Why imagine, think, create, and write?
Children and teens come to us yearning for a creative outlet — often an escape from test-prep dominated curricula. Writing is not only a powerful way to spark engagement, though. It is also a skill that yields long term success. Studies show, over and over, that being a strong writer is advantageous whether you are a lawyer, a salesperson, or a carpenter.
Our workshops create an inclusive environment, mixing the region's most gifted writers with young people who are beginning to discover their own voices; our workshopping method, our competitive hiring process, and our thorough training enable us to help all of these young people to write the best work they are capable of producing. From our instructors' perspectives, Writopia Lab is an exciting place to work because we have the pleasure of witnessing this reinvigoration every day. And this invigoration leads to fabulous accomplishments for thousands of our youths, to lives changed forever.
2021 Summer Impact Report
2020 Impact Reports
2019 Spring Impact Report
Children and teens look forward to walking into our after-school programs, and they cheer as our instructors enter classrooms in their schools. It’s not just because we make writing fun and help our students feel deeply connected to their own work. It’s also because when schools join forces with strong education partners — partners that bring passionate writers and high-level professional development programs into their schools — students have a better chance at happiness and success.
At Writopia Lab, we measured both our social-emotional learning impact and our literacy impact this past school year, and we are thrilled to share these results in both quantitative and qualitative terms.
In partnership with Youth INC, Writopia joined the Hello Insight platform this past school year to measure the social-emotional impact our student-centered approach has on the writers we served at PS 89, a Title 1 school in The Bronx. The results: student skills showed remarkable across-the-board gains — and this was particularly true for populations with the highest needs. Our writers improved 61% to 71% in areas of Positive Identity, Self Management, Academic Self-Efficacy, Social Skills, and Social Capital.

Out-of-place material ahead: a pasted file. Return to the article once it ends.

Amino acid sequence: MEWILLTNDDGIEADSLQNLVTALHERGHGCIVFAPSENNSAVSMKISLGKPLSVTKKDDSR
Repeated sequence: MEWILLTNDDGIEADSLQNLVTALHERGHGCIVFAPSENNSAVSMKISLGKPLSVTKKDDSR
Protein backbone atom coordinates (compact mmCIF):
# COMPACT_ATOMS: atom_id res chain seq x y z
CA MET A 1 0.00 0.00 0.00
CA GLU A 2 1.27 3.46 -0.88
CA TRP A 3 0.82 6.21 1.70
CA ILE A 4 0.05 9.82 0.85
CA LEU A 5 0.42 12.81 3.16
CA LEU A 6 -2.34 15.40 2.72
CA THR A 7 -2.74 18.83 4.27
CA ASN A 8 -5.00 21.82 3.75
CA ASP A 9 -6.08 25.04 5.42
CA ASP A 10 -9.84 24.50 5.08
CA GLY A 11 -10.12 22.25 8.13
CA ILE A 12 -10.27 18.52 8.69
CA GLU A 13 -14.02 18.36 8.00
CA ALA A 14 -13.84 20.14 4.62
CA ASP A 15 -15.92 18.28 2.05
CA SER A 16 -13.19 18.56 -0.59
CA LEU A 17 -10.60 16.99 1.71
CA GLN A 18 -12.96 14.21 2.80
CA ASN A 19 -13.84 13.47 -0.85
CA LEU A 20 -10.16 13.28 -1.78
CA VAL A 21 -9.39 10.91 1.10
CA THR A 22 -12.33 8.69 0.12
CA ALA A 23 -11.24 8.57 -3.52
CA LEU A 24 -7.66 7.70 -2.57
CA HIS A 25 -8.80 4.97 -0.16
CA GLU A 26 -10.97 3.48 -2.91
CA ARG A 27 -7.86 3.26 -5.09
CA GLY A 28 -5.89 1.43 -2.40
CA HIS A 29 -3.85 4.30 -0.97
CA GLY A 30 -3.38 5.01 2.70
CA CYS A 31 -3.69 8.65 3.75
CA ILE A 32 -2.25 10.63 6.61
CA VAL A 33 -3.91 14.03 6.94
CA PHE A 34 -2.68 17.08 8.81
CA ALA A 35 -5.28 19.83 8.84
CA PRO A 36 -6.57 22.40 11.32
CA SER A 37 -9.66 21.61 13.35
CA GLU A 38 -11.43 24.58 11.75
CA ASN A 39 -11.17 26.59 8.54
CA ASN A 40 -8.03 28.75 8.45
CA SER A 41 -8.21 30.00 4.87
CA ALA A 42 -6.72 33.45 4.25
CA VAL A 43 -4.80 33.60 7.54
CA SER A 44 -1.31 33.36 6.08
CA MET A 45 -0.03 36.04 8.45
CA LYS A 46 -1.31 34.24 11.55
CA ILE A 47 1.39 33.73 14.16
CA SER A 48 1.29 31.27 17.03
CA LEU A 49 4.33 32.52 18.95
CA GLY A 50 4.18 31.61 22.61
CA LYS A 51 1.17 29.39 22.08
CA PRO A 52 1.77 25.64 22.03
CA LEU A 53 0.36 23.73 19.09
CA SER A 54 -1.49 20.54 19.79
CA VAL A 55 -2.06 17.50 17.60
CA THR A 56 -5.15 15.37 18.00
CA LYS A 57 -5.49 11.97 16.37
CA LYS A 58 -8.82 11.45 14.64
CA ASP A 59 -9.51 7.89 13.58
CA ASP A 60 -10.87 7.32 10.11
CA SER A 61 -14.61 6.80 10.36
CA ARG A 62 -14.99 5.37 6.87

This joy lends itself to skills-based literacy improvement. Last fall, the Columbia University School of Social Work (working with middle school teachers from the Computer School) reported that Writopia Lab’s creative writing workshops had strong literacy impact on students at the Sojourner Truth School, a Title 1 school in Harlem, where students improved substantially in every single Common Core category, from “Control of Conventions,” to “Syntax,” to “Coherence” after 30 hours of Writopia Lab intervention.
What This Impact Looks Like in Real Life
This work regularly leads to moments like the following: An employee from Queens Family Court reached out to Writopia Lab, New York this spring to share that Sean, an adjudicated teen who lives in a residential treatment facility in New York City, "brought up a play he just wrote at Writopia Lab when the judge asked what progress he had made. The judge, who is usually strict, broke character and was super happy for him." His play explored family and addiction and won a production in a festival that Writopia runs. “I feel like I can do anything now,” he said.
In the land of free speech, young Americans of all backgrounds need the tools to actualize their freedoms.
- 86% of parents choose Writopia Lab as a creative outlet for their children, and 75% choose Writopia Lab as a support system to focus and deepen their work
- 77% of the parents of reluctant writers believe that their child's academic success has been positively impacted by their experiences at Writopia Lab
The vast majority of Writopia parents report that their children enjoy:
- The freedom to write in whichever genre interests them (85%)
- The opportunity to receive feedback from their instructor (83%)
Data from the 2011 National Center for Educational Statistics and the National Center for Educational Progress found that only one in four students in the U.S. is able to write competently.
Somehow, in the land of free speech, three quarters of our population lack the skill to exercise that basic, human, American right.
Rebecca Wallace-Segall, Founder and Executive Director, Writopia Lab